After testing it with a distance I know, looping 100 times per batch and running the batch 15 times to make sure the 10 runs the client statistics stores in SSMS are cycled past initial query plan generation so it doesn't skew the results. Here are the averages of the remaining. The calculation method seems to be twice as fast as the geography option.
With a difference in distance returned of 0.0000000020044.
Calculation script used (returned miles: 41.9013152732833)
set nocount on;
@lat1 float = 45.489614
,@lon1 float = -122.650021
,@lat2 float = 44.94404
,@lon2 float = -123.025739
select 3959.1825574 * acos(sin(@lat1/57.295779513082323) * sin(@lat2/57.295779513082323) + cos(@lat1/57.295779513082323) * cos(@lat2/57.295779513082323) * cos((@lon2-@lon1)/57.295779513082323)) distance_in_miles
Geography script used (returned miles: 41.9013152752877)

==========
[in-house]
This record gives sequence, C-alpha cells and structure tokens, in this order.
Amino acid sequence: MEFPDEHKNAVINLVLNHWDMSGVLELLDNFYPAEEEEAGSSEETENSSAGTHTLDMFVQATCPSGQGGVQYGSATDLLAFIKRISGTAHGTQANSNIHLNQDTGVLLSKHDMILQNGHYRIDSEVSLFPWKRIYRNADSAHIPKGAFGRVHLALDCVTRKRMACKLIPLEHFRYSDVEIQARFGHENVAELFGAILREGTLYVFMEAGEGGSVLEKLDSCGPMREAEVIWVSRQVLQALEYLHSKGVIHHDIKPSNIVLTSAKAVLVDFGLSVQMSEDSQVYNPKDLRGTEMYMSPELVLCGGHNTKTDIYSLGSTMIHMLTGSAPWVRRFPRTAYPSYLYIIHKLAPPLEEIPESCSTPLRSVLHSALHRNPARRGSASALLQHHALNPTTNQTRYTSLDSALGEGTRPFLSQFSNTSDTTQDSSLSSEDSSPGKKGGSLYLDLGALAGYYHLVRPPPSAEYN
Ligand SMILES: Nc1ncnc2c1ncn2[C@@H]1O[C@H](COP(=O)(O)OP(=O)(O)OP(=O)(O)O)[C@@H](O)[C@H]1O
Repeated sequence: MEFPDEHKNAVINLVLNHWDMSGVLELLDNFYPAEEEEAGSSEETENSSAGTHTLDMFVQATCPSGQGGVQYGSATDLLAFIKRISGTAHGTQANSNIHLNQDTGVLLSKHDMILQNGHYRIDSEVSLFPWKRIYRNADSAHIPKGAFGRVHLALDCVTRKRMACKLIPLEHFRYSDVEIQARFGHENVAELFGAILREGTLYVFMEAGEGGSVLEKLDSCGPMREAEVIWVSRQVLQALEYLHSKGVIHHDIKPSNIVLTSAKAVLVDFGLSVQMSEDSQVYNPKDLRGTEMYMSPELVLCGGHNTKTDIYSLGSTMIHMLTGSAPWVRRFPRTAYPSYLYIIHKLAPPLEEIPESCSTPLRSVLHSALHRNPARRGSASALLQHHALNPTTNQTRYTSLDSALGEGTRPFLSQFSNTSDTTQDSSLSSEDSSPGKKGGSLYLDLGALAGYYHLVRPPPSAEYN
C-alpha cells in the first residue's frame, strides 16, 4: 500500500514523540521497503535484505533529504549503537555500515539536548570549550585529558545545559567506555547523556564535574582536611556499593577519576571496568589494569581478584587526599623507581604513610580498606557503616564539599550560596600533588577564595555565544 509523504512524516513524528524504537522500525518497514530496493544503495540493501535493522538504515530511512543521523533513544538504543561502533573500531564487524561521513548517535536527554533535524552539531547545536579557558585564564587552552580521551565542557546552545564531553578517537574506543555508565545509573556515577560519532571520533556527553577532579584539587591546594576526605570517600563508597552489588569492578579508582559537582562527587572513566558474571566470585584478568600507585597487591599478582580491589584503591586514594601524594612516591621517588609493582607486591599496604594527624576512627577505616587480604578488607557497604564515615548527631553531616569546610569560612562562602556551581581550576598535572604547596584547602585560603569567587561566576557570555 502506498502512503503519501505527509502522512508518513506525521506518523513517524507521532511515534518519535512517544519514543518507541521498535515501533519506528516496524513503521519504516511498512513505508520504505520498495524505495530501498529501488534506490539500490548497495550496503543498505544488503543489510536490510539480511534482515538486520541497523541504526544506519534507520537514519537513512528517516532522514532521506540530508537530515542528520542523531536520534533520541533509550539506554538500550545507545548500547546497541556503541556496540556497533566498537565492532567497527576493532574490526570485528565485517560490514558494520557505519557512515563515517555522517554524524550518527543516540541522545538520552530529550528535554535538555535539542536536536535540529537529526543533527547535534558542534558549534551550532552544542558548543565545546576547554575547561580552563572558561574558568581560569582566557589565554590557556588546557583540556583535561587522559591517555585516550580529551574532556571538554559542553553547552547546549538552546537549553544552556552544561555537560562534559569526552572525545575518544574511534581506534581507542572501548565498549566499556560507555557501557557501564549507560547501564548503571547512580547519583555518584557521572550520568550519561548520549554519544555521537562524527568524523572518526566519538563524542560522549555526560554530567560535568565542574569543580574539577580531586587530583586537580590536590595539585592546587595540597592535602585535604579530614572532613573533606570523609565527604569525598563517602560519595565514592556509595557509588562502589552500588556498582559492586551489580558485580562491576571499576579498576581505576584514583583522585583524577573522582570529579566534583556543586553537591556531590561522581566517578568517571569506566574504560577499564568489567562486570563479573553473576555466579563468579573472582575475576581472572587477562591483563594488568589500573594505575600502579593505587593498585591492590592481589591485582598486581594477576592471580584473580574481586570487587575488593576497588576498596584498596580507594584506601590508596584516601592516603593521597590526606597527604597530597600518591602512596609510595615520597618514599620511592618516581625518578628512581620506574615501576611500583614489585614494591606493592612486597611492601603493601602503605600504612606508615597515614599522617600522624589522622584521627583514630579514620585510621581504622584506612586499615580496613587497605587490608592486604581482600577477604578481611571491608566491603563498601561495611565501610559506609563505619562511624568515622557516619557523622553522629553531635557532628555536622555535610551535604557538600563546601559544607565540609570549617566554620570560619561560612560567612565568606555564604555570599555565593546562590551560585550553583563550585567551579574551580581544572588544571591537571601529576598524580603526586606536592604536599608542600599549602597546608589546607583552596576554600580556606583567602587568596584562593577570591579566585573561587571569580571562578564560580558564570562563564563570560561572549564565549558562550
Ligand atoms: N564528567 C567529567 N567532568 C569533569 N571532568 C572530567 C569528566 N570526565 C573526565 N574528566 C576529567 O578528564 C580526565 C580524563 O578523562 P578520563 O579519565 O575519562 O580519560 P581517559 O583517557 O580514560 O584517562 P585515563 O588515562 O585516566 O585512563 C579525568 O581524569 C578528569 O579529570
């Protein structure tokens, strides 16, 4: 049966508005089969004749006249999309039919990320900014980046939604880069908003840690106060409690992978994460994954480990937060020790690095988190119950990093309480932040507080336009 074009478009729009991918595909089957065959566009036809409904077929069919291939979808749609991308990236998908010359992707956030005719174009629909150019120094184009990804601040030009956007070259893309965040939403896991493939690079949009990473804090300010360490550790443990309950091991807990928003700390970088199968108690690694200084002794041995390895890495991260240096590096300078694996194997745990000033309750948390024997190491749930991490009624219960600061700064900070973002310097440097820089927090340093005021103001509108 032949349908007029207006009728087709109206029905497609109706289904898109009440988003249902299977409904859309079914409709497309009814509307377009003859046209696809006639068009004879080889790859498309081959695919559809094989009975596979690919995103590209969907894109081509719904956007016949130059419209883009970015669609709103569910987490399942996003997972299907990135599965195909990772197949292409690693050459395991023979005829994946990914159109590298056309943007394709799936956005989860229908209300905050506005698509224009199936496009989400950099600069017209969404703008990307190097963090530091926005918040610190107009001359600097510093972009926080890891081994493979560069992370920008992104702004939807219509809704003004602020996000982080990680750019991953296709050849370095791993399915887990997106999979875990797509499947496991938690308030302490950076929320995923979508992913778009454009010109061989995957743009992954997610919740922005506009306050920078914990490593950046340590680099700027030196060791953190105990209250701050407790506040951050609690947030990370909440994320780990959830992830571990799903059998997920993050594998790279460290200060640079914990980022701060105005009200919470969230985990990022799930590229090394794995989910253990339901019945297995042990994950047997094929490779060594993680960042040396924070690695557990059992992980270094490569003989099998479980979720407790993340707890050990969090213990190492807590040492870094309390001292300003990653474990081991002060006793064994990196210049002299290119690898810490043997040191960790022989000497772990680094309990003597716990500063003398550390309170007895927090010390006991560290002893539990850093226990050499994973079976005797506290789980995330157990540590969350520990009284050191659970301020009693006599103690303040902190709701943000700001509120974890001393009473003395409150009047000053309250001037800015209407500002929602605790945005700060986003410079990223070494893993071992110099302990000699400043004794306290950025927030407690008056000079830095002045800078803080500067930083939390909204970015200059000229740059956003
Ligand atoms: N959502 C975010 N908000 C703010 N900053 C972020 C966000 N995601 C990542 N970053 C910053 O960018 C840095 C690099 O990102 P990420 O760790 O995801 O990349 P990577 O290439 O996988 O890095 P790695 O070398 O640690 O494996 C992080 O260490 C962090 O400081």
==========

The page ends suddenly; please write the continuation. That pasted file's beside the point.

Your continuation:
set nocount on;
@g geography = geography::Point(45.489614, -122.650021, 4326)
,@h geography = geography::Point(44.94404, -123.025739, 4326)
select @h.STDistance(@g) / 1609.344 distance_in_miles -- 1609.344 is meters in mile. STDistance = meters.
Fair warning, doing it in a non-system function will still have unpredictable performance. I would recommend doing it inline for calculation.
Here's a raw calculation example.
Working example of inline syntax for miles. It is the easiest, most accurate and shortest syntax I could find.
adjusted for accuracy
if object_id('tempdb..#LatLongInfo','U') is not null
drop table #LatLongInfo;
create table #LatLongInfo (
insert into #LatLongInfo
values (21, -76, 23, -72);
3959.1825574 * acos(sin(lat1/57.295779513082323) * sin(lat2/57.295779513082323) + cos(lat1/57.295779513082323) * cos(lat2/57.295779513082323) * cos((lon2-lon1)/57.295779513082323)) distance_in_miles
Hope this helps. I used something like this to find the doctors within a given range for patients back when sql2000 was released, it's been a while. Google was a newborn, no maps, nothing but a search box and one button. You have me all nostalgic now...I remember reading this when I coded that the first time.